The final story of the collection, "The Fiery Wooing of Mordred," not only includes a protagonist with an Arthurian name (albeit a villainous one), but the knightly Mordred, following the conventions of courtly love, also falls in love at first sight with Annabelle Sprockett–Sprockett in his dentist's office. As the narrator explains: "Most of the Mulliners have fallen in love at first sight, but few with so good an excuse as Mordred" (240). He is even willing to perform feats of knightly service for her: when she asks him if she may see the dentist ahead of him, "[c]onsidering that Mordred by this time was in the market to tackle dragons on her behalf or to climb the loftiest peak of the Alps to supply her with edelweiss, he was able to assure her that he did not mind" (242–43). The incongruity of giving the same weight to tackling dragons and giving up dental appointments is quintessentially Wodehousean. Like any true lover, Mordred also writes poetry—or at least tries to. Of course, his various sheets of rejected poetry catch fire when he throws his cigarette in the wastebasket and nearly burns down the Sprockett–Sprocketts' mansion, but it turns out that is what they are hoping for, since they want to collect the insurance money and move to London. Ultimately, Mordred does complete the quest set for him by his lady and wins her hand.
I should mention, too, that even in Wodehouse's golf stories, these chivalric elements enter, with the rules of golf replacing the chivalric code as a framework for life's decisions. This point is made most manifest perhaps in the delightful "Sundered Hearts," in which the narrator (the club's Oldest Member) states baldly:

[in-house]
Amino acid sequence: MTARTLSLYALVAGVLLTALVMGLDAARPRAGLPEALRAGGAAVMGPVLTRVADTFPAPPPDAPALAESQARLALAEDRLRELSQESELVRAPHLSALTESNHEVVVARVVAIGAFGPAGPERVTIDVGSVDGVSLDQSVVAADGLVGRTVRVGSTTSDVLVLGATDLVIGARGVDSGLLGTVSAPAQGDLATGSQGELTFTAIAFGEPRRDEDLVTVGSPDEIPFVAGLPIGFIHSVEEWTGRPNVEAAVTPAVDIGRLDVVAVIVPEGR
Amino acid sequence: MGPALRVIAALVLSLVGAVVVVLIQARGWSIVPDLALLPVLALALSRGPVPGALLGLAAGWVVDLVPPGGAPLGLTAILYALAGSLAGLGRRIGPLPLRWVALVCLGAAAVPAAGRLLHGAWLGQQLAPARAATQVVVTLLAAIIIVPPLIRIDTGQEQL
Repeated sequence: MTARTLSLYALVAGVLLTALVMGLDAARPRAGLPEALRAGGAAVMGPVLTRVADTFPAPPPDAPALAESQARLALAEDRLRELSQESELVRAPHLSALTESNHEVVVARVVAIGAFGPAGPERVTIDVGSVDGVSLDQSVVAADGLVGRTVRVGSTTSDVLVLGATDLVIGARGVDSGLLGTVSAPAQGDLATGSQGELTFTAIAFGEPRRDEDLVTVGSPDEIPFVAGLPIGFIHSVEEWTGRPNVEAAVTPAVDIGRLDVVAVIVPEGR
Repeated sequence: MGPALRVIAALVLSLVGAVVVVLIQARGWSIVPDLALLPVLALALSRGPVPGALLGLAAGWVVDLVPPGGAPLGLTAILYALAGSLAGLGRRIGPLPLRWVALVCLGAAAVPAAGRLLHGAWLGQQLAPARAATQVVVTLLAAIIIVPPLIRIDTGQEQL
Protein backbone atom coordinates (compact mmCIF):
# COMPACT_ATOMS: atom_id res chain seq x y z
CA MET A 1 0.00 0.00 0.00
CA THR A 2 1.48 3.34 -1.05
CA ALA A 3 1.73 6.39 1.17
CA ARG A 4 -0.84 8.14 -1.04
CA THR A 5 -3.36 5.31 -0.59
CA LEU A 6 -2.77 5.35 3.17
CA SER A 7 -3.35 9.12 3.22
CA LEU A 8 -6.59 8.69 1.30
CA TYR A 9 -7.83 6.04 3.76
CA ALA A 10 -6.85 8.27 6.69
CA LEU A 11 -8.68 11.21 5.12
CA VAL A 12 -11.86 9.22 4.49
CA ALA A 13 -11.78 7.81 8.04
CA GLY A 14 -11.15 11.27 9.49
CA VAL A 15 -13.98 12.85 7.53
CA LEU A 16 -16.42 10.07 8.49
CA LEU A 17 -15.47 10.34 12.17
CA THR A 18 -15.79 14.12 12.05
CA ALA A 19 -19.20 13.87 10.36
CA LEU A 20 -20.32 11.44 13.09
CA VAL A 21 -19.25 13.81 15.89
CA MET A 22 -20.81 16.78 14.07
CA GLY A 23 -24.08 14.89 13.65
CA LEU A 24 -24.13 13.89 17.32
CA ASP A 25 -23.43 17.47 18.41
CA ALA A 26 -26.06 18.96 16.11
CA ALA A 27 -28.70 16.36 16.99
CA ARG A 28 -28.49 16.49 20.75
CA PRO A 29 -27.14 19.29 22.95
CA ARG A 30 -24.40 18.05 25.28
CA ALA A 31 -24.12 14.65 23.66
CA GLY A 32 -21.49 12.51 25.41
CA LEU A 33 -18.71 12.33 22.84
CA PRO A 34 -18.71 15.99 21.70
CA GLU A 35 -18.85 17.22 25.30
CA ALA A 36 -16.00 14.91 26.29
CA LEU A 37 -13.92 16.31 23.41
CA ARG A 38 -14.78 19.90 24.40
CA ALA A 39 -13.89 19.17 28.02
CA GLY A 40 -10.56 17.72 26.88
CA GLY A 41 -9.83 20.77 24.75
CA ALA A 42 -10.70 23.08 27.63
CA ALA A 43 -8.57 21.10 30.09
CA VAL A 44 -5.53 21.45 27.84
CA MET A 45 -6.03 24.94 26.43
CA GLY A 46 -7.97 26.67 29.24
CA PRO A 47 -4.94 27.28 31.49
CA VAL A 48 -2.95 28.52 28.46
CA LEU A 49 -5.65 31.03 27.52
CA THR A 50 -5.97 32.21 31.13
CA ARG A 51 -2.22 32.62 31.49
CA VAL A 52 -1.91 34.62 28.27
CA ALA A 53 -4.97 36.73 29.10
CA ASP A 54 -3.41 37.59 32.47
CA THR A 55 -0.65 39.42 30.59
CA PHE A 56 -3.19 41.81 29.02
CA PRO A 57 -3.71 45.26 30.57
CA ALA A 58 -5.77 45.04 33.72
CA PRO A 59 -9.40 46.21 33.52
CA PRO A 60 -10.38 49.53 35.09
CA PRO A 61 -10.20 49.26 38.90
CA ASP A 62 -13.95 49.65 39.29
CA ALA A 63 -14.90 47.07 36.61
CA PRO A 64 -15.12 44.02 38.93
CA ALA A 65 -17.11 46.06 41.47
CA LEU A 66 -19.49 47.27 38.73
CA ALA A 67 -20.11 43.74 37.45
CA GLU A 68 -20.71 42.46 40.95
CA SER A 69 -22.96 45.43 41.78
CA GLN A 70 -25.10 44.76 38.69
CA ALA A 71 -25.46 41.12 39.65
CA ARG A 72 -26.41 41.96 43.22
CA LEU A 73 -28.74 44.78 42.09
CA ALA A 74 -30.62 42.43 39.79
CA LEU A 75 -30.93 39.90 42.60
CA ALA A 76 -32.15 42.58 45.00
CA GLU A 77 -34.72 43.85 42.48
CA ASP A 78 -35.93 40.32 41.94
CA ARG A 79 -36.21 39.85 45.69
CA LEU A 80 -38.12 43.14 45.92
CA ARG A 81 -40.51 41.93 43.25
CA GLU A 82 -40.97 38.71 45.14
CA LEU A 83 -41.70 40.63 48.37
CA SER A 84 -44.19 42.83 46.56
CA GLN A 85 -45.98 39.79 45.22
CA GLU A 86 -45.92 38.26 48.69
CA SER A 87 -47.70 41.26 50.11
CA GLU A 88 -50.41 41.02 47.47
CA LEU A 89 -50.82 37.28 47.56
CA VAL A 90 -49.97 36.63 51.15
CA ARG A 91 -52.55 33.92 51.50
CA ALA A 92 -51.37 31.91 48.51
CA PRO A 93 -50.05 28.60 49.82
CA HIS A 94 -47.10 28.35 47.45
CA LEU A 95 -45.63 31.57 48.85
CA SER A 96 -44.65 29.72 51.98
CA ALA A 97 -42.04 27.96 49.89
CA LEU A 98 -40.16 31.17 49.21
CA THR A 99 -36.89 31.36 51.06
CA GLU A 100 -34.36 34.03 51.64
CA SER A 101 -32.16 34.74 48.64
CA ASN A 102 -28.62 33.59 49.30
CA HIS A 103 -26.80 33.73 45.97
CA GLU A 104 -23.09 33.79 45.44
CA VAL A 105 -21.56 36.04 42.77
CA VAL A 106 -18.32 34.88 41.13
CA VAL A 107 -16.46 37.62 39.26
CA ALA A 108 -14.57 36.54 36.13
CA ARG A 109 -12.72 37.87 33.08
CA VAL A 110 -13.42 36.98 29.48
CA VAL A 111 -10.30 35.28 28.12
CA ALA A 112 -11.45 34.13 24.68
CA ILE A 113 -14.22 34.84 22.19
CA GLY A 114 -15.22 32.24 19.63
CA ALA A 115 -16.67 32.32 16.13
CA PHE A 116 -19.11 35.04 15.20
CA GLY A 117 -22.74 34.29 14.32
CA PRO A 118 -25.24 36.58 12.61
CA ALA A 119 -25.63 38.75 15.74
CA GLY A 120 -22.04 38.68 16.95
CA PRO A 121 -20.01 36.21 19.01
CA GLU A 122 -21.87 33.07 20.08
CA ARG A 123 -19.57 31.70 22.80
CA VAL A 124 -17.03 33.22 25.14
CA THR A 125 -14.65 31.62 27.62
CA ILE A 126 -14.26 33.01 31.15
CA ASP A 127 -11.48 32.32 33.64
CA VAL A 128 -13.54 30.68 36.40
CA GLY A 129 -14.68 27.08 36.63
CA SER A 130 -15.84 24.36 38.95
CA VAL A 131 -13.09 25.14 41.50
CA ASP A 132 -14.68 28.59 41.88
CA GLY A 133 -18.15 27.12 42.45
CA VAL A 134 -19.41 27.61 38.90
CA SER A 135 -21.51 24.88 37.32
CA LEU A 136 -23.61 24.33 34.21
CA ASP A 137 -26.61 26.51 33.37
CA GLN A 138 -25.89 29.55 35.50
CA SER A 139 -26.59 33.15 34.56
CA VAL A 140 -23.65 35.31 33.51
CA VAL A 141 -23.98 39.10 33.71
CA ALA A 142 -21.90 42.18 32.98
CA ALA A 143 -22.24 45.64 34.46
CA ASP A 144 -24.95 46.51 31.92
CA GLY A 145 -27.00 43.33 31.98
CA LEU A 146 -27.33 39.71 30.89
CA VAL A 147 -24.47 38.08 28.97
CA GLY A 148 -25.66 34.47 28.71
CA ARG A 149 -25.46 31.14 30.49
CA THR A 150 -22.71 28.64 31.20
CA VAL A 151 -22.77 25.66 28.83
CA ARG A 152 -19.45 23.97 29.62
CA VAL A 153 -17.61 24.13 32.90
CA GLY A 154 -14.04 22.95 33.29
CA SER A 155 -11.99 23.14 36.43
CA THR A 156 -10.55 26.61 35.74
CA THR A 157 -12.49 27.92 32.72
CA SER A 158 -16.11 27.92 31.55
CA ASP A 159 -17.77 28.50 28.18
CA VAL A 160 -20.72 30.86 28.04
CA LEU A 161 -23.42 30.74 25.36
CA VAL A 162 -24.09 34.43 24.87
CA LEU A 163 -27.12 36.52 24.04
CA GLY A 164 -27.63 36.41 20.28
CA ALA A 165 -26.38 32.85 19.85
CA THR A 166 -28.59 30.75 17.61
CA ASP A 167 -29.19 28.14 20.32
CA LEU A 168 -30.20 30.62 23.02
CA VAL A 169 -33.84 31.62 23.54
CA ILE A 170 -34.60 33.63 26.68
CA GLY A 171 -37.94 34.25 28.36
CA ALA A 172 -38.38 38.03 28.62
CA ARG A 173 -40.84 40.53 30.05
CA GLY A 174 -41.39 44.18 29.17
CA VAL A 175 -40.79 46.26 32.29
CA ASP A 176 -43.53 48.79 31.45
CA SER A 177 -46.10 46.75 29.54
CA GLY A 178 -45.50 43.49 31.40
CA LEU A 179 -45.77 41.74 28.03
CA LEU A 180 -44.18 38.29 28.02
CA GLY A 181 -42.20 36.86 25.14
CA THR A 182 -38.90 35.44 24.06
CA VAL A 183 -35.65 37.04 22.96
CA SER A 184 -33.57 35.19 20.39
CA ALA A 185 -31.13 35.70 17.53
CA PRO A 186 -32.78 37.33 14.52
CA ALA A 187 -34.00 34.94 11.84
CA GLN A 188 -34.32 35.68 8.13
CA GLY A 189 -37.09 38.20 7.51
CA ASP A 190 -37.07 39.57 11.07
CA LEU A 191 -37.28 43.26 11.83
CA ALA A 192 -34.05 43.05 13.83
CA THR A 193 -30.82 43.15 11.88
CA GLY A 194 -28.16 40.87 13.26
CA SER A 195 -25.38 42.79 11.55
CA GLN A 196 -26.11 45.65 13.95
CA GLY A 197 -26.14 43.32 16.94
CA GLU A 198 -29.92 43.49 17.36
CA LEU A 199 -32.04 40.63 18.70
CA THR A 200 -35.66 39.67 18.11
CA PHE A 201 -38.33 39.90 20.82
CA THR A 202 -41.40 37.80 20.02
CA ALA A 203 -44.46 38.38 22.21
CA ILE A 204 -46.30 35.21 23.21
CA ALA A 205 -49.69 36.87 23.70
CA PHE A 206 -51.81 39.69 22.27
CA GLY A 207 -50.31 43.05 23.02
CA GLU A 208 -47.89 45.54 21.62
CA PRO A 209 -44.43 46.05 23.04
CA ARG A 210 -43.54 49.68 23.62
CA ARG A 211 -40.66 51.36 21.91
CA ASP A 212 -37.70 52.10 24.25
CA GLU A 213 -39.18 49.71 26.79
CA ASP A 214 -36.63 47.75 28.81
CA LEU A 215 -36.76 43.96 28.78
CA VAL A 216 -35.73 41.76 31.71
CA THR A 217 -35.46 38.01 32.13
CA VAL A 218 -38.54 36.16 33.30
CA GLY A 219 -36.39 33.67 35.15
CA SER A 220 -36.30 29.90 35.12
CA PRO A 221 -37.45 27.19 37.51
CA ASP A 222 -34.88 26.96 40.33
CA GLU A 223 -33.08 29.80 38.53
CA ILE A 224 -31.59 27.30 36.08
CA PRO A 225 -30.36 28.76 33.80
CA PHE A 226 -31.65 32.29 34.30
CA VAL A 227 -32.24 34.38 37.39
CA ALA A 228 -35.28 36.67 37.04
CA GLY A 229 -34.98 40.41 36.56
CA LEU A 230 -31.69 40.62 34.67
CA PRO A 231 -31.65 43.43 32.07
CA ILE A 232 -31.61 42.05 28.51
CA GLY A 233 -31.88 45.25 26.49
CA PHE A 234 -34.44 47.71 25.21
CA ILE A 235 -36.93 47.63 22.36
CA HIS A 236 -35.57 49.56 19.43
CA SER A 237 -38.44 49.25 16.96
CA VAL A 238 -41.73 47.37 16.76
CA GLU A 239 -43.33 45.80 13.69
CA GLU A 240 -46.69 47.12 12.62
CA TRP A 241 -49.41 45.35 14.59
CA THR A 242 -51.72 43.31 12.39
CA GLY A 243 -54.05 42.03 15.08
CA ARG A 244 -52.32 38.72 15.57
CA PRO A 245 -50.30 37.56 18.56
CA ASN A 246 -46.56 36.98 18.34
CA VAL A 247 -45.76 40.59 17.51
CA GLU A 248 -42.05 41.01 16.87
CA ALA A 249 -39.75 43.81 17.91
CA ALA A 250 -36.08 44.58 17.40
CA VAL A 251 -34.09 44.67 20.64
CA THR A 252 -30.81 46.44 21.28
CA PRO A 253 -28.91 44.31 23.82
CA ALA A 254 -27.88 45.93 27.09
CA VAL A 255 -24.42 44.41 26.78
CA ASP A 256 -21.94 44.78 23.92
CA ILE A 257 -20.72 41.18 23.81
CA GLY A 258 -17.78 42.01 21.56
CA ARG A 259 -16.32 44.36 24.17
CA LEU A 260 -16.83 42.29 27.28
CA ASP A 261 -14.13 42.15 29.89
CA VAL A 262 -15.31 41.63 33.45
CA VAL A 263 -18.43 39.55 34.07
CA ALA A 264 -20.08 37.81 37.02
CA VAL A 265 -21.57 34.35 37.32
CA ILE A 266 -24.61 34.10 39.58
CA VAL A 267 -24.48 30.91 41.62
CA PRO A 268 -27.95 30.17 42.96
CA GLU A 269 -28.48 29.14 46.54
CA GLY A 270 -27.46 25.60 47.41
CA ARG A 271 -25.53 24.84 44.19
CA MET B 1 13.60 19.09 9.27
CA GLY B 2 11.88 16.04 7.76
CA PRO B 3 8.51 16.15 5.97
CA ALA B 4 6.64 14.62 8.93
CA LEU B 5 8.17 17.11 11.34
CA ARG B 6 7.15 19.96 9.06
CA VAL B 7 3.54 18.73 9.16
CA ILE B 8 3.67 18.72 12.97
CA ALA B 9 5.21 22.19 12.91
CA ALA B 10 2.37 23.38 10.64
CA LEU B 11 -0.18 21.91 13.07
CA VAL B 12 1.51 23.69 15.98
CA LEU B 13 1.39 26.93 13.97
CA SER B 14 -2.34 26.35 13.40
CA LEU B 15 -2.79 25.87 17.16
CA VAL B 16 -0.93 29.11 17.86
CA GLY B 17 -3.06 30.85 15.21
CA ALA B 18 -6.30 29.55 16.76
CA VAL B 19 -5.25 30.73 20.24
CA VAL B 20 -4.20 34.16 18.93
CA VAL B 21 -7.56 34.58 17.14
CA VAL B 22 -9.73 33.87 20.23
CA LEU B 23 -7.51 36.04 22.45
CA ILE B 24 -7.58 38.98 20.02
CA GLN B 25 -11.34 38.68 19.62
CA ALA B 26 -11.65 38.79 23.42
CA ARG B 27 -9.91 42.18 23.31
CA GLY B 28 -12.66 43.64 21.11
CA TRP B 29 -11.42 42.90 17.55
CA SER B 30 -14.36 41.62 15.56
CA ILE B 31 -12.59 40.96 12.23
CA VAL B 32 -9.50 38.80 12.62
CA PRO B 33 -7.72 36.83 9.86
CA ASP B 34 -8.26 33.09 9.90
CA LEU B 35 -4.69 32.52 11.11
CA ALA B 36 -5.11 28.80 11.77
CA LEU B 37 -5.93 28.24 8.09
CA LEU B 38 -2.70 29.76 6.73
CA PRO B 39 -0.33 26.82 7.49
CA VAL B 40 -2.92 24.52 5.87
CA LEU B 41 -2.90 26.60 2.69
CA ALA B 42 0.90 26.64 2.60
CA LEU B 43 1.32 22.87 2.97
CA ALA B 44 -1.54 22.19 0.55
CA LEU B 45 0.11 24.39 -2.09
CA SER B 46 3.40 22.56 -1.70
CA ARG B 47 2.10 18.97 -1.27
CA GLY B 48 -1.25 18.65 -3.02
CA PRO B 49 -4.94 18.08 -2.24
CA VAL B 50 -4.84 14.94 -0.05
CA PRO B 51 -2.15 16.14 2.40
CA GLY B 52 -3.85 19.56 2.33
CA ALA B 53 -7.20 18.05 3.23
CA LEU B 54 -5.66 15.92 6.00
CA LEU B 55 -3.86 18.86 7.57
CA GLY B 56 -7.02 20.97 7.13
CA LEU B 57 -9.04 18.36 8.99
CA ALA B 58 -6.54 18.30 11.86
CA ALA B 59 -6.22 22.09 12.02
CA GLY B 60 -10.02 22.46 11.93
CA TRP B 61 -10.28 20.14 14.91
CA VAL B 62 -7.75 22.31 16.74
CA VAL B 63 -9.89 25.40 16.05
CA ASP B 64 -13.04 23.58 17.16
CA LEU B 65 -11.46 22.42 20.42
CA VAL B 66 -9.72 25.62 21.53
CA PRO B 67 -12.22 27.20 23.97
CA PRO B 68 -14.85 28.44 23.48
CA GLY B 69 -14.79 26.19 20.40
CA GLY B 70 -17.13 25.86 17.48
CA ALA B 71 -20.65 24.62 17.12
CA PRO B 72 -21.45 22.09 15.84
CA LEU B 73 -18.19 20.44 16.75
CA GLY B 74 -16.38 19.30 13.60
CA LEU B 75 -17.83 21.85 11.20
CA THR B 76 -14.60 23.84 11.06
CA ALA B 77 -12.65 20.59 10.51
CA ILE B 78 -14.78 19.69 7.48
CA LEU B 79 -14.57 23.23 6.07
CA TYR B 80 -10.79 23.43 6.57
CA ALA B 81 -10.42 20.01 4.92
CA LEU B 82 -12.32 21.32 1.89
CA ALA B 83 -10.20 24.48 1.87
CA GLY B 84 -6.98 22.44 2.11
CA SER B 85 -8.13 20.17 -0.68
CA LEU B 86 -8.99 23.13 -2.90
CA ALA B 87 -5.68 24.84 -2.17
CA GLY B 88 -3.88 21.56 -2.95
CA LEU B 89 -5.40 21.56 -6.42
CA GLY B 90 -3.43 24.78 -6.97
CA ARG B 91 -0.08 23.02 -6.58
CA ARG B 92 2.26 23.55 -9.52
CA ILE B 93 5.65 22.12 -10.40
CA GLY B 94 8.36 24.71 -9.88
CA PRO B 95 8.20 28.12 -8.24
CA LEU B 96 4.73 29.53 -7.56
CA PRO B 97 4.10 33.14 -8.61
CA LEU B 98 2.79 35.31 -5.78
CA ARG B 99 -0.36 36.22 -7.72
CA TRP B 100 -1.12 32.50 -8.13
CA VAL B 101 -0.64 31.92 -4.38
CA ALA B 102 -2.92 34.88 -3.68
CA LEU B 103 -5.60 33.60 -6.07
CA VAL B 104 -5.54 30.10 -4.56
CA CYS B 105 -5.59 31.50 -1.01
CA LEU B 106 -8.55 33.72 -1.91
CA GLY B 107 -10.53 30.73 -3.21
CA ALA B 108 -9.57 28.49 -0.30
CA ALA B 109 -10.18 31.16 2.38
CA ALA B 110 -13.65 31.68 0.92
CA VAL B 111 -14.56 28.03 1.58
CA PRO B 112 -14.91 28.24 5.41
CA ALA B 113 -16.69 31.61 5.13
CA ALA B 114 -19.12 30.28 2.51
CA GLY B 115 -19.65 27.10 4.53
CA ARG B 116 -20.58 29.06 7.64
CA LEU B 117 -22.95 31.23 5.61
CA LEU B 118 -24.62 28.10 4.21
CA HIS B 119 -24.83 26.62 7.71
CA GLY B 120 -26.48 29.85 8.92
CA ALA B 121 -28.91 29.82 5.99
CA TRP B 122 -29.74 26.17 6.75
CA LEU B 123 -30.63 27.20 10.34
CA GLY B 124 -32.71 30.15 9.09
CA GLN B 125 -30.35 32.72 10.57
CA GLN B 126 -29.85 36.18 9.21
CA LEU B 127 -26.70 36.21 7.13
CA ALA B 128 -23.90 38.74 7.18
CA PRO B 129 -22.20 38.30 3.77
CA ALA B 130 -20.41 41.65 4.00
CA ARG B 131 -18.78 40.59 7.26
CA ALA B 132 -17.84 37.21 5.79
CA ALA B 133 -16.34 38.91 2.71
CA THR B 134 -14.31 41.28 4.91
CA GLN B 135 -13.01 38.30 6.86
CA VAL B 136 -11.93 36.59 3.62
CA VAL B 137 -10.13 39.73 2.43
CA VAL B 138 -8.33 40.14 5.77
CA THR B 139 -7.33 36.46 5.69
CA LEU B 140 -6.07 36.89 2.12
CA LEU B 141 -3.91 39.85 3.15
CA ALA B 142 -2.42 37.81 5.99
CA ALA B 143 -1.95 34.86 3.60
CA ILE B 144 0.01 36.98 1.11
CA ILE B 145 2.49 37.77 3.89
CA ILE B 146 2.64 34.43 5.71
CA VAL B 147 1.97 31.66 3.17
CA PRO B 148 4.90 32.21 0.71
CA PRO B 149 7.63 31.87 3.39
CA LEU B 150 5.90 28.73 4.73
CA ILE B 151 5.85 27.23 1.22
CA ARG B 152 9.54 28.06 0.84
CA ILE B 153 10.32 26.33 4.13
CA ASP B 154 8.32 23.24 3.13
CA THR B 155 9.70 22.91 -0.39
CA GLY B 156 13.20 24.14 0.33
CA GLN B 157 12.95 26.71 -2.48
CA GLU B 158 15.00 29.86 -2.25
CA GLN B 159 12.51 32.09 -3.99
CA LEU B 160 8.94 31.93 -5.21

In the days of King Arthur nobody thought the worse of a young knight if he suspended all his social and business engagements in favor of a search for the Holy Grail. […] Why, then, blame the man of today for a zealous attention to the modern equivalent, the Quest of Scratch? (77)
[→page 113] As the story continues, something much like a courtly love affair blooms between golf fanatic Mortimer Sturgis and Mabel Somerset, which the narrator calls "a case of love at first sight on both sides" (79). Like any good courtly lover, Mortimer believes his love for Mabel will ennoble him: "With her at his side, what might he not do? He might get his handicap down to six–to three–to scratch–to plus something!" (82). Filled with these chivalric echoes, the story ends with Mortimer parodying the concluding lines of Tennyson's romantic comedy The Princess, a rendition in which Tennyson's
My bride,My wife, my life! O, we will walk this world,
Yoked in all exercise of noble end,
And so thro' those dark gates across the wild
That no man knows. (338–42)
My bride,My wife, my life, O we will walk the links
Yoked in all exercise of noble end,
And so thro' those dark bunkers off the course
That no man knows. (97)